|Matthew Henry's Concise Commentary|
23:1-14 Tyre was the mart of the nations. She was noted for mirth and diversions; and this made her loth to consider the warnings God gave by his servants. Her merchants were princes, and lived like princes. Tyre being destroyed and laid waste, the merchants should abandon her. Flee to shift for thine own safety; but those that are uneasy in one place, will be so in another; for when God's judgments pursue sinners, they will overtake them. Whence shall all this trouble come? It is a destruction from the Almighty. God designed to convince men of the vanity and uncertainty of all earthly glory. Let the ruin of Tyre warn all places and persons to take heed of pride; for he who exalts himself shall be abased. God will do it, who has all power in his hand; but the Chaldeans shall be the instruments.
Verse 11. - He stretched out his hand over the sea, By "he" we must understand "Jehovah" (see ver. 9). God has smitten Tyro - the great maritime power - destroyed its dominion, and set its subject cities free. He shook the kingdoms; i.e. not only Tyre, but the other cities of the Phoenician coast, each of which had its own king (Herod., 7:98; Strab., 16. p. 754). Against the merchant city; rather, against Canaan. Phoenicia is called "Canaan," as England is often called "Britain." So the "SyroPhoenician woman" of Mark 7:26 is "a woman of Canaan" in Matthew 15:22.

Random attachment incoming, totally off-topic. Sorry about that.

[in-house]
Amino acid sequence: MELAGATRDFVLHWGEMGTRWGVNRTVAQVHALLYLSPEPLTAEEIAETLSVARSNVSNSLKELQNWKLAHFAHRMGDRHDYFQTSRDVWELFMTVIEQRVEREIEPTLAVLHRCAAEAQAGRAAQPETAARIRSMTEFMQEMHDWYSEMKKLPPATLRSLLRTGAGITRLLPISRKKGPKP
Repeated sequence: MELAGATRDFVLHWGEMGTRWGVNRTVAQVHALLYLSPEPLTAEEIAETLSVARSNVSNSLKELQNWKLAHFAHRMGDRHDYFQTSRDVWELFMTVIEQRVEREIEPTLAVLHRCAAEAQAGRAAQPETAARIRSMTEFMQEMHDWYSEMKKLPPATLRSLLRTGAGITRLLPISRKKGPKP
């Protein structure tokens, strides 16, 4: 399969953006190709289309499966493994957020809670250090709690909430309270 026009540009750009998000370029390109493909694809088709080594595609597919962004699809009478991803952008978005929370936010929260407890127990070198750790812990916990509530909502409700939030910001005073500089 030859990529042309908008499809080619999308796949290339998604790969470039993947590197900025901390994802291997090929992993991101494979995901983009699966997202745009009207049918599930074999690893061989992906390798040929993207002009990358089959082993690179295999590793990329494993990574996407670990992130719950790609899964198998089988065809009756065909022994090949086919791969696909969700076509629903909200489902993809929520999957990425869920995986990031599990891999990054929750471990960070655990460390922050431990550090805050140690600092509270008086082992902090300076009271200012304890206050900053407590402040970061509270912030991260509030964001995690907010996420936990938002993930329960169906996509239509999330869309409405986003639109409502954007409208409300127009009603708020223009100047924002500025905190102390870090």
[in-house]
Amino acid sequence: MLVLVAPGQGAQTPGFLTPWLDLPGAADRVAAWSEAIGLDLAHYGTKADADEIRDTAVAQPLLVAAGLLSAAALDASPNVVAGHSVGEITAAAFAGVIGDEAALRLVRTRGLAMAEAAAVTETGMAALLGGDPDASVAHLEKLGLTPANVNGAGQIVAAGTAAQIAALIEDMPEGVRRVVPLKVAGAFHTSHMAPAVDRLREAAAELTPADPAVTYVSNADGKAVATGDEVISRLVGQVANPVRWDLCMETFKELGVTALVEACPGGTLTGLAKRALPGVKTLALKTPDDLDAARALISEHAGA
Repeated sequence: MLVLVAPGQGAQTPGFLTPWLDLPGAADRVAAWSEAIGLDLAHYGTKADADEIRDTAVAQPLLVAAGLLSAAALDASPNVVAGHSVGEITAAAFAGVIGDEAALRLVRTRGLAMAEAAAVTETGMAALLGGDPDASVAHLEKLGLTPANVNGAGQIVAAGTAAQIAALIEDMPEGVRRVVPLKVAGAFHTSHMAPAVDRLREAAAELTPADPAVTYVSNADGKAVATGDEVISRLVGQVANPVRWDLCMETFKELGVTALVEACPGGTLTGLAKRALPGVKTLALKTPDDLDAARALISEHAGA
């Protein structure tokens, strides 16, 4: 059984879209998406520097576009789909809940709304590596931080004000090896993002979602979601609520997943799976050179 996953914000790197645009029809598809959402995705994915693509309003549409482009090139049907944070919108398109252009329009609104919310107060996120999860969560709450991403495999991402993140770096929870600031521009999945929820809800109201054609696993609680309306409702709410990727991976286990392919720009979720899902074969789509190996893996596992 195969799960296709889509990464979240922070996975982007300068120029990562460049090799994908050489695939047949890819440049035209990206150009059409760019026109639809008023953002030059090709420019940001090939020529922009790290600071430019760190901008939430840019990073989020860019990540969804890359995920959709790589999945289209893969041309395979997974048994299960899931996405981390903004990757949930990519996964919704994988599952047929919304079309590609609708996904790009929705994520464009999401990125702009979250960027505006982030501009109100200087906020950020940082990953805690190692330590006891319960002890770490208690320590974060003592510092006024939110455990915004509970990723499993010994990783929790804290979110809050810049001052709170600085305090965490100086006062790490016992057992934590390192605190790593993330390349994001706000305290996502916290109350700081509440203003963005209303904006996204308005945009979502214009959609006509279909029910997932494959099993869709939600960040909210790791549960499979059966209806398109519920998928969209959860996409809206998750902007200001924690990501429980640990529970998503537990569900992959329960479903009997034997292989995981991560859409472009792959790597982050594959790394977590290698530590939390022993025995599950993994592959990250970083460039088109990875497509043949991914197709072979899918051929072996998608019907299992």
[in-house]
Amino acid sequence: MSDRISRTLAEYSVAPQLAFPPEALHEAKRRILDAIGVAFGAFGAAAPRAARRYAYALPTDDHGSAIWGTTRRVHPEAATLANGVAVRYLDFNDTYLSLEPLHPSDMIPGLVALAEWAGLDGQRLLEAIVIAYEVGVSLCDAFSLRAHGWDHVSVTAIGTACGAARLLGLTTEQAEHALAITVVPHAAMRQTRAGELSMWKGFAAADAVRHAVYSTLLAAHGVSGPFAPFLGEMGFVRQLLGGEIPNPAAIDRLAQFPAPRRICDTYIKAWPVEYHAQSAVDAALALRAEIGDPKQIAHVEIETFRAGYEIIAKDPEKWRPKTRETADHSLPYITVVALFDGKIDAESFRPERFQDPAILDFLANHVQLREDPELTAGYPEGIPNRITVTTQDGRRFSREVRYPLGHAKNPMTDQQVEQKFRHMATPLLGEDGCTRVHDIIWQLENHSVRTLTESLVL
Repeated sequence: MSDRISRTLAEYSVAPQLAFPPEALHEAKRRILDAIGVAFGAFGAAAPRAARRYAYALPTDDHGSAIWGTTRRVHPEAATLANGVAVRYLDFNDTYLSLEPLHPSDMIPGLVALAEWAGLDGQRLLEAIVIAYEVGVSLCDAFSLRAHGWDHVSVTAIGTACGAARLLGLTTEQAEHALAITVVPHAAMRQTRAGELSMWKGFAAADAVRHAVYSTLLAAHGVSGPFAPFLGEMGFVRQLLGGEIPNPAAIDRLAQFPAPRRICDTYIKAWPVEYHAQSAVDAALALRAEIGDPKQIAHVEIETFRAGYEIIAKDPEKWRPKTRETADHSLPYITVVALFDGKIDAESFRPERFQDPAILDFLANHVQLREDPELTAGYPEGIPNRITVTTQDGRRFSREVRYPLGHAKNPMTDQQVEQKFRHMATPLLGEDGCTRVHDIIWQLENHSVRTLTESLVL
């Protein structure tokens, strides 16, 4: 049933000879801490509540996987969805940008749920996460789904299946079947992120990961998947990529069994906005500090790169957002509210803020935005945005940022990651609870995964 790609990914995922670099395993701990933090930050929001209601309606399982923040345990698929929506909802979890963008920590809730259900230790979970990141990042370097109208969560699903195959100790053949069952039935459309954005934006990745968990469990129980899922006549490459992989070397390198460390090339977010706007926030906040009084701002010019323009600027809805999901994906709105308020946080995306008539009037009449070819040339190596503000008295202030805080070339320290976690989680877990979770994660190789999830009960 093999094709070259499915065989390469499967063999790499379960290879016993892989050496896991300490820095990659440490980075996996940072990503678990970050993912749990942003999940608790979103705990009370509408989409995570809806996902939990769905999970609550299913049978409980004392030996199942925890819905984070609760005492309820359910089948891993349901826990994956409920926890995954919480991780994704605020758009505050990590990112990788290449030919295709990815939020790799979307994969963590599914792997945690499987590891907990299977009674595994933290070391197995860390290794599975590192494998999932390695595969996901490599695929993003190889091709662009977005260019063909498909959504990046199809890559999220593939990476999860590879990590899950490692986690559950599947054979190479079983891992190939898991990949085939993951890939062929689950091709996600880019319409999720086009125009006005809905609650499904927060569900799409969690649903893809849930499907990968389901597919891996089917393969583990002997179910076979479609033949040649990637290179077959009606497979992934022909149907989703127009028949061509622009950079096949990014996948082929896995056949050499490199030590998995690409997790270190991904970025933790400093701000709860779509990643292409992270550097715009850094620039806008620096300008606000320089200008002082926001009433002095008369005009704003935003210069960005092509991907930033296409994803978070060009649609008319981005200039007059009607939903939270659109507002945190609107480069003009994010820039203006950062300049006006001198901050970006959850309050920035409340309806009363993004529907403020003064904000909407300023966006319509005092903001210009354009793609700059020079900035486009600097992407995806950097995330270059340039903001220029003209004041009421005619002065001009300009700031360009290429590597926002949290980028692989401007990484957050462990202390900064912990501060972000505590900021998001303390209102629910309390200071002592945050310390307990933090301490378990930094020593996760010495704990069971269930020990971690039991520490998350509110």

Gill's Exposition of the Entire Bible
He stretched out his hand over the sea,.... That is, the Lord of hosts, who had purposed to destroy Tyre, stretched out his hand of power over it, called the sea, as in Isaiah 23:4 because situated in it, supported by it, and had the sovereignty of it; in like manner as he stretched out his hand on the Red Sea, and destroyed Pharaoh and the Egyptians in it; to which the allusion may be:
he shook the kingdoms; of Tyre and Zidon, which were both kingdoms, and distinct ones; and also made other neighbouring kingdoms shake and tremble when these fell, fearing it would be their case next. Some understand this of the moving of Nebuchadnezzar, and of the kings of the provinces under him, to come against Tyre:
the Lord hath given a commandment against the merchant city; the city of Tyre, so famous for merchandise, that it was the mart of nations, as in Isaiah 23:3 or "against Canaan", in which country Tyre and Zidon were, being originally built and inhabited by the posterity of Canaan, Genesis 10:15,
to destroy the strong holds thereof; either of the merchant city Tyre, whose fortifications were strong, both by nature and art; or "of Canaan", whose strong holds, or fortified cities, the principal of them were Tyre and Zidon; so Jarchi: and if the Lord of hosts gives a commandment to destroy it and its strong holds, as he did to Nebuchadnezzar and his army, and afterwards to Alexander and his, who could save them? that is, God said it, who gave commandment to destroy it.
Jamieson-Fausset-Brown Bible Commentary
kingdoms—the Phonician cities and colonies.
the merchant city—rather, Canaan, meaning the north of it, namely, Phonicia. On their coins, they call their country Canaan.
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